Beyond Communications

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My blogevento (#ebe10) presentation, delivered in Seville, Spain, 20 November 2010.

Discusses how the Communications industry is moving beyond it's traditional stomping grounds, into business transformation.

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  • I’m the newly appointed Director of Digital at Edelman in London. We’re the World’s largest independent public relations firm.\n
  • So anyway, the blurb about this talk sounded pretty academic and theoretical and I don’t want to risk disappointing anyone who came for that, so let’s get going...\n\nOver the last century, most products and services have been devised based not on genuine human need, but on the basis of cost of production and revenue potential.\n
  • At the BBC, I looked after all sorts of social media projects. This one, BBC News Online’s Have Your Say, was one that I helped through a technical and editorial transition. They ask fairly open ended questions, and get this sort of response.... (next)\n
  • So one key take away from this is that you need to think about how you will encourage participants in any social media proposition you put together to participate in a way that is beneficial both to them and to you or your aims. Open ended questions just don’t cut it most of the time, and you may find yourself flooded with stuff like this...(next)\n
  • BBC News has a ticker tape that runs along the bottom of the screen, inviting audiences to submit images of - well, whatever - to “yourpics@bbc.co.uk”. What sort of response do they get? Well, on a good day, you’ll get a few fluffy kittens playing with balls of yarn.\n
  • So anyway, the blurb about this talk sounded pretty academic and theoretical and I don’t want to risk disappointing anyone who came for that, so let’s get going...\n\nOver the last century, most products and services have been devised based not on genuine human need, but on the basis of cost of production and revenue potential.\n
  • This means we needed mass communication to help generate desire within target markets. That’s not to say there aren’t some benefits to mass communication, or that all mass produced products or services don’t meet the needs of the audiences and consumers they are targeted at - that would be too sweeping a generalisation, but it’s true in many instances.\n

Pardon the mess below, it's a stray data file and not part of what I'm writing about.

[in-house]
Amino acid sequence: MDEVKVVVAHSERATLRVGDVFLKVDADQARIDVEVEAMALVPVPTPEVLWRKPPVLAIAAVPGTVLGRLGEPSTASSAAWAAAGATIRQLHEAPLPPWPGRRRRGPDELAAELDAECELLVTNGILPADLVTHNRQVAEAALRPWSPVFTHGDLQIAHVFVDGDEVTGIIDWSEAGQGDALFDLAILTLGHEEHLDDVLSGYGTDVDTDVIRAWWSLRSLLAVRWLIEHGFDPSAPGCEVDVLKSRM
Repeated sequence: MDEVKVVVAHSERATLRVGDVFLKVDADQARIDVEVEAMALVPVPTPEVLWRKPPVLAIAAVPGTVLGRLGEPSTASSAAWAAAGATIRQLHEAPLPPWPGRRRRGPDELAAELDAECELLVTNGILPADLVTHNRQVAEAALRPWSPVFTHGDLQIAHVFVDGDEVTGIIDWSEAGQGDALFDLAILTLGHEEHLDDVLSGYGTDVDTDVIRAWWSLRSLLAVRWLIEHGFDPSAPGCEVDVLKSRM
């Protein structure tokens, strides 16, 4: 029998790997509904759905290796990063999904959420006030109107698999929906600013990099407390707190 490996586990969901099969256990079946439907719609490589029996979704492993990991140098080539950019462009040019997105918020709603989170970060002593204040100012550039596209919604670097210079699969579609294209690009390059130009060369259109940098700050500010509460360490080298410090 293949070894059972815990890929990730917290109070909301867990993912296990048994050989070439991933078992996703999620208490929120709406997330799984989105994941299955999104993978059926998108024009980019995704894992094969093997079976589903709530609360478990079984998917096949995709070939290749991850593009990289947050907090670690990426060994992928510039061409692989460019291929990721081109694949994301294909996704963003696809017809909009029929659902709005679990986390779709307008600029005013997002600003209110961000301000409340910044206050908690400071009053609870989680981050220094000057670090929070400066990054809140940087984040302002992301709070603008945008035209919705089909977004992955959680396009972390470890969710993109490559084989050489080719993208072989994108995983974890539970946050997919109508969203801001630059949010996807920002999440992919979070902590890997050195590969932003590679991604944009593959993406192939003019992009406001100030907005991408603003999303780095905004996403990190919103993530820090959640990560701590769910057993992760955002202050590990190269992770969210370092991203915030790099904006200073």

• So anyway, the blurb about this talk sounded pretty academic and theoretical and I don’t want to risk disappointing anyone who came for that, so let’s get going...\n\nOver the last century, most products and services have been devised based not on genuine human need, but on the basis of cost of production and revenue potential.\n
  • So anyway, the blurb about this talk sounded pretty academic and theoretical and I don’t want to risk disappointing anyone who came for that, so let’s get going...\n\nOver the last century, most products and services have been devised based not on genuine human need, but on the basis of cost of production and revenue potential.\n
  • So anyway, the blurb about this talk sounded pretty academic and theoretical and I don’t want to risk disappointing anyone who came for that, so let’s get going...\n\nOver the last century, most products and services have been devised based not on genuine human need, but on the basis of cost of production and revenue potential.\n
  • So anyway, the blurb about this talk sounded pretty academic and theoretical and I don’t want to risk disappointing anyone who came for that, so let’s get going...\n\nOver the last century, most products and services have been devised based not on genuine human need, but on the basis of cost of production and revenue potential.\n
  • So anyway, the blurb about this talk sounded pretty academic and theoretical and I don’t want to risk disappointing anyone who came for that, so let’s get going...\n\nOver the last century, most products and services have been devised based not on genuine human need, but on the basis of cost of production and revenue potential.\n
  • So anyway, the blurb about this talk sounded pretty academic and theoretical and I don’t want to risk disappointing anyone who came for that, so let’s get going...\n\nOver the last century, most products and services have been devised based not on genuine human need, but on the basis of cost of production and revenue potential.\n
  • So anyway, the blurb about this talk sounded pretty academic and theoretical and I don’t want to risk disappointing anyone who came for that, so let’s get going...\n\nOver the last century, most products and services have been devised based not on genuine human need, but on the basis of cost of production and revenue potential.\n
  • So anyway, the blurb about this talk sounded pretty academic and theoretical and I don’t want to risk disappointing anyone who came for that, so let’s get going...\n\nOver the last century, most products and services have been devised based not on genuine human need, but on the basis of cost of production and revenue potential.\n
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  • So anyway, the blurb about this talk sounded pretty academic and theoretical and I don’t want to risk disappointing anyone who came for that, so let’s get going...\n\nOver the last century, most products and services have been devised based not on genuine human need, but on the basis of cost of production and revenue potential.\n
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